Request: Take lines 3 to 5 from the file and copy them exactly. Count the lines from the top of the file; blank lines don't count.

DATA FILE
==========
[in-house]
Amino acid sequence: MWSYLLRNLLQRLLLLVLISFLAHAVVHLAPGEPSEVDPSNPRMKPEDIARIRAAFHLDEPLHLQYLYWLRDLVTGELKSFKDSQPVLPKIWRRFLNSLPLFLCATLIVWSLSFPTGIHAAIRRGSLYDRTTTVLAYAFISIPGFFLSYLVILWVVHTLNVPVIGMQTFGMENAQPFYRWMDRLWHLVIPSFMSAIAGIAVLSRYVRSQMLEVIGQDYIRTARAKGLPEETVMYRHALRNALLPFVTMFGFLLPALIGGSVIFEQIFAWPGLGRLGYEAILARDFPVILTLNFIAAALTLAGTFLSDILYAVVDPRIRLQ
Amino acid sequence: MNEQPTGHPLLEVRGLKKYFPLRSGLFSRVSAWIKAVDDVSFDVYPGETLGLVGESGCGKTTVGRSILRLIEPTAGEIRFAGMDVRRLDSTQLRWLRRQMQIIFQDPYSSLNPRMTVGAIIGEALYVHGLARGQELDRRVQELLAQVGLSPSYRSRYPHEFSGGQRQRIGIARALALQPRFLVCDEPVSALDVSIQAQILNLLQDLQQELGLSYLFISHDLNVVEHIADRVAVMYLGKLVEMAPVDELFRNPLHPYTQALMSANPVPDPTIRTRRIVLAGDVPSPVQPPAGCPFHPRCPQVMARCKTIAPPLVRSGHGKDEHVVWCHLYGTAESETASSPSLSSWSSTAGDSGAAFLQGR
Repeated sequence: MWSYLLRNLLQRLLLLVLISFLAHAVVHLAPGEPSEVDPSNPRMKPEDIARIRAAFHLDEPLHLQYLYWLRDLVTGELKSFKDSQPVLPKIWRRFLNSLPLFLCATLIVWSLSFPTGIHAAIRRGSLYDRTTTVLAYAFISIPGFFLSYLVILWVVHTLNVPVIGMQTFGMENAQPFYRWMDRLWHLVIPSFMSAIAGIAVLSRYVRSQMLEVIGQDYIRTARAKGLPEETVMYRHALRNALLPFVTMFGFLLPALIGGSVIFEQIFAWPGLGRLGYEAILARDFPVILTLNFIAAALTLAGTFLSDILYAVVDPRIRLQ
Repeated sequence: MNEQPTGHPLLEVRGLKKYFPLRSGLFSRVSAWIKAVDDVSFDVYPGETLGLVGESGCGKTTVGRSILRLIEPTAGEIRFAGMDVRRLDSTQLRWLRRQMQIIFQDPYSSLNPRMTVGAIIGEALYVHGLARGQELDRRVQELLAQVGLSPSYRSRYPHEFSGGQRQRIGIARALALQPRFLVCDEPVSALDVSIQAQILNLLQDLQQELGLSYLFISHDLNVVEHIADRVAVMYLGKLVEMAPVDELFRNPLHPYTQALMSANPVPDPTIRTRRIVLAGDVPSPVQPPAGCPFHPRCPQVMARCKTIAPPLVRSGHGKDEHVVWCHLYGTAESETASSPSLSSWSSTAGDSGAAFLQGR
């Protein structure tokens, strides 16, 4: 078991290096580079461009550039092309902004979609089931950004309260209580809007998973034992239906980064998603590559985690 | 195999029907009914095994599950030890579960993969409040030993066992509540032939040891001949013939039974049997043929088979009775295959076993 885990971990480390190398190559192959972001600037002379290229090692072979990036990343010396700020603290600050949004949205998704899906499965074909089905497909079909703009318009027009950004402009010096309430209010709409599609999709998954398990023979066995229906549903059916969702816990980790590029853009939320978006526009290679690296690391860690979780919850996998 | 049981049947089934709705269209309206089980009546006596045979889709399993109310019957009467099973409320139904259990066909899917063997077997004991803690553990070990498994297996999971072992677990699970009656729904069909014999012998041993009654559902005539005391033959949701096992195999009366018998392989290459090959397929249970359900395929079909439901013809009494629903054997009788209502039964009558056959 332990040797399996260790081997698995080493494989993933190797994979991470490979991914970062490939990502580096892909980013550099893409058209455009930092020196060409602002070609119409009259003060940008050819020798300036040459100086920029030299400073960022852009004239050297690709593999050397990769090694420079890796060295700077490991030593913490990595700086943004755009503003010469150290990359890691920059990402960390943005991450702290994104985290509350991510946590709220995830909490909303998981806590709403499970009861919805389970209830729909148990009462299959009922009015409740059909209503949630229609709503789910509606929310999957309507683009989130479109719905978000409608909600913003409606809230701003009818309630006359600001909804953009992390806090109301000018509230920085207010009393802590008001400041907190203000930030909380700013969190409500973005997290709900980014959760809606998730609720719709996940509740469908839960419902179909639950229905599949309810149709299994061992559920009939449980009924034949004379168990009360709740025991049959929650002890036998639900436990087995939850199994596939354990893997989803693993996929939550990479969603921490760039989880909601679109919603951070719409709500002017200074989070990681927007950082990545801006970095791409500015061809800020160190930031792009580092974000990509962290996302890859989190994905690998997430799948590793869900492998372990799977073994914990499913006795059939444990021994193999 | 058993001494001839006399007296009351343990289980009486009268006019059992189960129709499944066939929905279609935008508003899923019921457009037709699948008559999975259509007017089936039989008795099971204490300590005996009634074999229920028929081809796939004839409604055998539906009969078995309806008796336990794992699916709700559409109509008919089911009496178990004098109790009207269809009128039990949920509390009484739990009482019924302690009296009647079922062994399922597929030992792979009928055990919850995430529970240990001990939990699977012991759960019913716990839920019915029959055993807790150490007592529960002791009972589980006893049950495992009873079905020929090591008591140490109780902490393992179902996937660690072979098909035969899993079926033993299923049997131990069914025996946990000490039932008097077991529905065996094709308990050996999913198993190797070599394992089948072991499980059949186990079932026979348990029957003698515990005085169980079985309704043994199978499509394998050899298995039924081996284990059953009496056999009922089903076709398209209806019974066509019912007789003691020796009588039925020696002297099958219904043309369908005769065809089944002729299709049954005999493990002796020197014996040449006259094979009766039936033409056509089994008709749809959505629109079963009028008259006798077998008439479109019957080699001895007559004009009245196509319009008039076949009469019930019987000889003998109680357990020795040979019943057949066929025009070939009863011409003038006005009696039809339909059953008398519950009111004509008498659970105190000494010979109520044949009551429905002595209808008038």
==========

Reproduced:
Amino acid sequence: MNEQPTGHPLLEVRGLKKYFPLRSGLFSRVSAWIKAVDDVSFDVYPGETLGLVGESGCGKTTVGRSILRLIEPTAGEIRFAGMDVRRLDSTQLRWLRRQMQIIFQDPYSSLNPRMTVGAIIGEALYVHGLARGQELDRRVQELLAQVGLSPSYRSRYPHEFSGGQRQRIGIARALALQPRFLVCDEPVSALDVSIQAQILNLLQDLQQELGLSYLFISHDLNVVEHIADRVAVMYLGKLVEMAPVDELFRNPLHPYTQALMSANPVPDPTIRTRRIVLAGDVPSPVQPPAGCPFHPRCPQVMARCKTIAPPLVRSGHGKDEHVVWCHLYGTAESETASSPSLSSWSSTAGDSGAAFLQGR
Repeated sequence: MWSYLLRNLLQRLLLLVLISFLAHAVVHLAPGEPSEVDPSNPRMKPEDIARIRAAFHLDEPLHLQYLYWLRDLVTGELKSFKDSQPVLPKIWRRFLNSLPLFLCATLIVWSLSFPTGIHAAIRRGSLYDRTTTVLAYAFISIPGFFLSYLVILWVVHTLNVPVIGMQTFGMENAQPFYRWMDRLWHLVIPSFMSAIAGIAVLSRYVRSQMLEVIGQDYIRTARAKGLPEETVMYRHALRNALLPFVTMFGFLLPALIGGSVIFEQIFAWPGLGRLGYEAILARDFPVILTLNFIAAALTLAGTFLSDILYAVVDPRIRLQ
Repeated sequence: MNEQPTGHPLLEVRGLKKYFPLRSGLFSRVSAWIKAVDDVSFDVYPGETLGLVGESGCGKTTVGRSILRLIEPTAGEIRFAGMDVRRLDSTQLRWLRRQMQIIFQDPYSSLNPRMTVGAIIGEALYVHGLARGQELDRRVQELLAQVGLSPSYRSRYPHEFSGGQRQRIGIARALALQPRFLVCDEPVSALDVSIQAQILNLLQDLQQELGLSYLFISHDLNVVEHIADRVAVMYLGKLVEMAPVDELFRNPLHPYTQALMSANPVPDPTIRTRRIVLAGDVPSPVQPPAGCPFHPRCPQVMARCKTIAPPLVRSGHGKDEHVVWCHLYGTAESETASSPSLSSWSSTAGDSGAAFLQGR